After all, it’s a form of entertainment that requires great skill, and often, because it’s not arty, it’s not grouped in with comic books, movies and supermodels.
For Canadians, all things hockey are part of the cultural fabric. Being a hockey fan is a rite of passage.
I grew up in Whitby, a self-declared hockeytown, and remember in my freshman year of high school seeing then-senior Wayne Primeau walking around Anderson Collegiate sporting an Owen Sound Platers jacket. He went on to an NHL career.
Whitby was also home to Joe Nieuwendyk, Gary Roberts, Adam Foote, John Tavares and Eric Lindros, all of whom starred in the NHL.
But what of midtown Toronto? What hockey secrets does it hold?
Well, in my travels for the Town Crier I’ve learned that Nick Kypreos and family call Leaside home. St. Michael’s College School is a hotbed for hockey talent and its athletics director, Chris DePiero, is a part-time scout for Pittsburgh Penguins. He also coached Tavares while the superstar played for Oshawa Generals. And one of the Toronto Maple Leafs’ icons, Darryl Sittler, has called Bedford Park home since 2002.
I recently had the privilege of talking hockey with Sittler. I asked him about playing against guys like Mike Bossy, Bob Nystrom, Bill Barber, Larry Robinson, Serge Savard, Grant Mulvey and Terry Ruskowski. I think he raised an eyebrow when I also mentioned Pierre Mondou in our discussion.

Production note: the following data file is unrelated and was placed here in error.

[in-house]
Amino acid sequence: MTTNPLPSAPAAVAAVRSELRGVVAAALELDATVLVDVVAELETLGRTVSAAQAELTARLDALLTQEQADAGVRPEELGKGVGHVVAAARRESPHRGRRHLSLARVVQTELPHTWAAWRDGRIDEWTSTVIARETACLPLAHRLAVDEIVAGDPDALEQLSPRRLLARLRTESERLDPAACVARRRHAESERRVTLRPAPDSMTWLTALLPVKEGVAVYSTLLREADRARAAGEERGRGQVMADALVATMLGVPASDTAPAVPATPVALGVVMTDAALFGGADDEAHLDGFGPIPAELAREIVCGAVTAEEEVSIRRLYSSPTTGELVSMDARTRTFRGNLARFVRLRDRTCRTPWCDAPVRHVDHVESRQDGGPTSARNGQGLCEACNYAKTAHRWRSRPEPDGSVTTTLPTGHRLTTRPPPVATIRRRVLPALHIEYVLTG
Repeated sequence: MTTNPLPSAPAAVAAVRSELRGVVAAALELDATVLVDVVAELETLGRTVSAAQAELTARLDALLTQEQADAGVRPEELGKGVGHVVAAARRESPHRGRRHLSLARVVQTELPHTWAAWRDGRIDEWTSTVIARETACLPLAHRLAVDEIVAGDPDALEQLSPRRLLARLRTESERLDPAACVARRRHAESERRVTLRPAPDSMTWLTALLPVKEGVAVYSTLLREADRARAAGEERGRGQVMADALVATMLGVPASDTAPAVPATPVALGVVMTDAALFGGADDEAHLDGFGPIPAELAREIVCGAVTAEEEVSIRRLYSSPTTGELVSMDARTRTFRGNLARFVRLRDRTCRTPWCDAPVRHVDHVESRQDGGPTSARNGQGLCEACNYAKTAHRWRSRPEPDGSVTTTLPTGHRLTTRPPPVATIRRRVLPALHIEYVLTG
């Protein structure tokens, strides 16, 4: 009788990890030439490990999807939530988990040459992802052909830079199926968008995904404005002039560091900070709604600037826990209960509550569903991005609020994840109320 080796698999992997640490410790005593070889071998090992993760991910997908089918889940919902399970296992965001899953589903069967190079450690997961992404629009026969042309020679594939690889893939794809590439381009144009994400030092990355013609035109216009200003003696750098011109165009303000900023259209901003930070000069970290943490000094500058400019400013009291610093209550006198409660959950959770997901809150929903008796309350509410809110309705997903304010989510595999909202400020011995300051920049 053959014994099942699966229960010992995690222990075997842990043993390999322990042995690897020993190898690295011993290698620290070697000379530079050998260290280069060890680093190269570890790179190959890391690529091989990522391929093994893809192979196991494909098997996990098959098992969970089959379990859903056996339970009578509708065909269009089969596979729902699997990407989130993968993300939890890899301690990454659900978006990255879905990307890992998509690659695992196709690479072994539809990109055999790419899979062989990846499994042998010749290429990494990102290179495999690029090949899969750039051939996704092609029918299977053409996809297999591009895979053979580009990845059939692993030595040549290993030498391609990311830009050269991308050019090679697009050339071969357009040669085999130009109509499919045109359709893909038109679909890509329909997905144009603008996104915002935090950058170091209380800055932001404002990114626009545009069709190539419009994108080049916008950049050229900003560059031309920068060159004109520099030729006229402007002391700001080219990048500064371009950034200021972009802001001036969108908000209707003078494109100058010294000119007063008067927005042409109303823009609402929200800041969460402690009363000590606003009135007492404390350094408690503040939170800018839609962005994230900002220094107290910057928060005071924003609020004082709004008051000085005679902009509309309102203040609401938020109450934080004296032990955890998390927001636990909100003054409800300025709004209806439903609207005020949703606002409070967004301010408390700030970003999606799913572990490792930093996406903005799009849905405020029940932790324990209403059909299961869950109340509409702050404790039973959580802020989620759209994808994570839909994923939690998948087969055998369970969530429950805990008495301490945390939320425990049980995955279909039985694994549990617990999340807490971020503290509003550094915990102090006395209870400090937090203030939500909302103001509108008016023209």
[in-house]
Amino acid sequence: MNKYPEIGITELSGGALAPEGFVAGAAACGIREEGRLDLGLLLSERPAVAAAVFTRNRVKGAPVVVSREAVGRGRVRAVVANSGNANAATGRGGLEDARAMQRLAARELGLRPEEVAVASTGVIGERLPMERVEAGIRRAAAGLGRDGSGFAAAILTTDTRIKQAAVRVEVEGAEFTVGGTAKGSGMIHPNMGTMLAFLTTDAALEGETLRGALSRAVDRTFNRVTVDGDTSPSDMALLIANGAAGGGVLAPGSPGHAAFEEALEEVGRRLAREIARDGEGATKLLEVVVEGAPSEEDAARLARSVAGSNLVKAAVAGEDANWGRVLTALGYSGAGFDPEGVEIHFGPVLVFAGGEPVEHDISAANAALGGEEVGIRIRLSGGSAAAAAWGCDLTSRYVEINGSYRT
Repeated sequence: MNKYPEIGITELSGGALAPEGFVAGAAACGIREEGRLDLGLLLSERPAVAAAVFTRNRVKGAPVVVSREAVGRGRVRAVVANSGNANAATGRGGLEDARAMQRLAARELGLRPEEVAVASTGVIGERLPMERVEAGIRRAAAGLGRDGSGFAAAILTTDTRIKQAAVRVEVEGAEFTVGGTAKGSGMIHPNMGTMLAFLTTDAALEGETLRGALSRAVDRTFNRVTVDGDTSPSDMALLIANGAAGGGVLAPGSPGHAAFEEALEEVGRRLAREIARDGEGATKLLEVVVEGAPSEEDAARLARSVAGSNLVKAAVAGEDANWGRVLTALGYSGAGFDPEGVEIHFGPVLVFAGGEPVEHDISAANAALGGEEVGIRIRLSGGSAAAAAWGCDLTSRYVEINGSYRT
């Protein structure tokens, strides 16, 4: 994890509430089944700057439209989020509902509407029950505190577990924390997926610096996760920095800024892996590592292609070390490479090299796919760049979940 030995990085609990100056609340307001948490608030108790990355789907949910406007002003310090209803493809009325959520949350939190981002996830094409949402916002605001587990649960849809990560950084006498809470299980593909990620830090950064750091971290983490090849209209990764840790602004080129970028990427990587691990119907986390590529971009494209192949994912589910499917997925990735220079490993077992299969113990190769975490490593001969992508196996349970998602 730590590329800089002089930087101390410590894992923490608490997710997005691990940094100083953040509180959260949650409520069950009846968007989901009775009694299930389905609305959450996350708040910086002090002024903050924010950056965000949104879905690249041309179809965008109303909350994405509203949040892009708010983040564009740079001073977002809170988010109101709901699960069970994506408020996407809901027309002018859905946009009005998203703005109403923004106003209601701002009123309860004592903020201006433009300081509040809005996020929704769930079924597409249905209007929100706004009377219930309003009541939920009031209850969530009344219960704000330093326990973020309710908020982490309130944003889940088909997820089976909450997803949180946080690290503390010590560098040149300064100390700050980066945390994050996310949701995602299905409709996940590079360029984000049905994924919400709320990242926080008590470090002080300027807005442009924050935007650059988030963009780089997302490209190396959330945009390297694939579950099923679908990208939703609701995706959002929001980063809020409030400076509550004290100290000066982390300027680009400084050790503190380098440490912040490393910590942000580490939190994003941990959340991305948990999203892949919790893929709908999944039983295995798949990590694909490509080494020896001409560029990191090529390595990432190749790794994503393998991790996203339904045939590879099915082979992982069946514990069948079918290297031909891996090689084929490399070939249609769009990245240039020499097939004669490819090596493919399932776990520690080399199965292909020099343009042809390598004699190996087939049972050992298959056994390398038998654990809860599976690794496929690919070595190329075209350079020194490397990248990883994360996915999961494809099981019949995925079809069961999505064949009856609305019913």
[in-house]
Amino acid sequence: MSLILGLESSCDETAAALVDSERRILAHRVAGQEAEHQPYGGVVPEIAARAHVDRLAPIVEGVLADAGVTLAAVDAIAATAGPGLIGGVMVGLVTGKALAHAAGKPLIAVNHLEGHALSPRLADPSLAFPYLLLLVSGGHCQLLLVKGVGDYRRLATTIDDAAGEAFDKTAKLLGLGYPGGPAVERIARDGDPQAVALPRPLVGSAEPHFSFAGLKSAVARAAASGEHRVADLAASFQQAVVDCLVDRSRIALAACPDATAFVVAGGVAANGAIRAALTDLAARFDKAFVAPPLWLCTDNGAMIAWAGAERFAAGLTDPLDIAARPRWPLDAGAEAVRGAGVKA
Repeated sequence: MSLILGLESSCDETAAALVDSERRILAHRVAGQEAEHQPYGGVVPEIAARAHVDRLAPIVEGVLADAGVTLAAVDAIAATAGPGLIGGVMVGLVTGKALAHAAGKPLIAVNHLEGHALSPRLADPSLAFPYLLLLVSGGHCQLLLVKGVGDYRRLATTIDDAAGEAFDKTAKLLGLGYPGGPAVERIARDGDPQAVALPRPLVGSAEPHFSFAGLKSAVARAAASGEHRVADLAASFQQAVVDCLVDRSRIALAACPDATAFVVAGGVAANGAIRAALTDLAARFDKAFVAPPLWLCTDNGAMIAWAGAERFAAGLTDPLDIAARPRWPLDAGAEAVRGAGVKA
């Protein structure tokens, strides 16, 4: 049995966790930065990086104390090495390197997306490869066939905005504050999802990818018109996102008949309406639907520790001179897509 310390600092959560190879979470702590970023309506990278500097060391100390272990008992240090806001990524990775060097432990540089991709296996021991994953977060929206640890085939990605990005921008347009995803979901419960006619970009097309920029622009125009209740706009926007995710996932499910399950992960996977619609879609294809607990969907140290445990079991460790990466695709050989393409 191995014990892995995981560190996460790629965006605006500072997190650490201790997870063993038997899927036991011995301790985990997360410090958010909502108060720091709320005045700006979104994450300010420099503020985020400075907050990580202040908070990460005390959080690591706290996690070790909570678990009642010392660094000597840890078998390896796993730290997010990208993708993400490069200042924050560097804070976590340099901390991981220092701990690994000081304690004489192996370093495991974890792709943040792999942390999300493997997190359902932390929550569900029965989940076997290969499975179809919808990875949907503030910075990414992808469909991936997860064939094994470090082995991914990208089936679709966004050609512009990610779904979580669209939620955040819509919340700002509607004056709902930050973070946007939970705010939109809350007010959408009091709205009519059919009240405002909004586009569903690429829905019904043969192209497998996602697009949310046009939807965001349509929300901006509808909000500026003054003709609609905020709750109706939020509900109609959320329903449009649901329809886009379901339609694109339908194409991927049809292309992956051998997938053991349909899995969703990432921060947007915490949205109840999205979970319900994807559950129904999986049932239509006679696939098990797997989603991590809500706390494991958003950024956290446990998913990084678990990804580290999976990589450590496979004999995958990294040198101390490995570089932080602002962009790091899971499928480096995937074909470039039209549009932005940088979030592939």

Sittler works for the MLSE Foundation alongside another Leafs’ alum, Wendel Clark. They raise awareness and money to refurbish hockey rinks so kids across the city and GTA can play in great facilities.
Some kids — even those born two decades after he retired — call Sittler their favourite player. He told me he believes it’s because of a bedtime story, My Leafs Sweater, that was first published in the early ’90s and is being passed down from grandparents to parents to children.
“I’ve had kids who have read the story and know me as a player. I’ve had some kids who are 5 or 6, and when asked who’s their favourite player, they say Darryl Sittler.”
Sittler retired as a Detroit Red Wing in 1985, but his heart belongs to Toronto.
When it comes to current stars, take a trip to St. Michael’s Arena. On the wall are photos of the hundreds of players who have passed through the doors. Current NHL standouts Andrew Cogliano, Jason Spezza and Tyler Seguin are in the wonderful mix of generations that are remembered in banners and photos. Frank Mahovlich, Ted Lindsey and Tim Horton also owe their careers to St. Mike’s Majors.
Which goes to show, no matter how much Toronto changes — culturally or demographically — it still has hockey roots. And you can’t take that away from Leafs Nation, or any other hockey fans who call midtown home.
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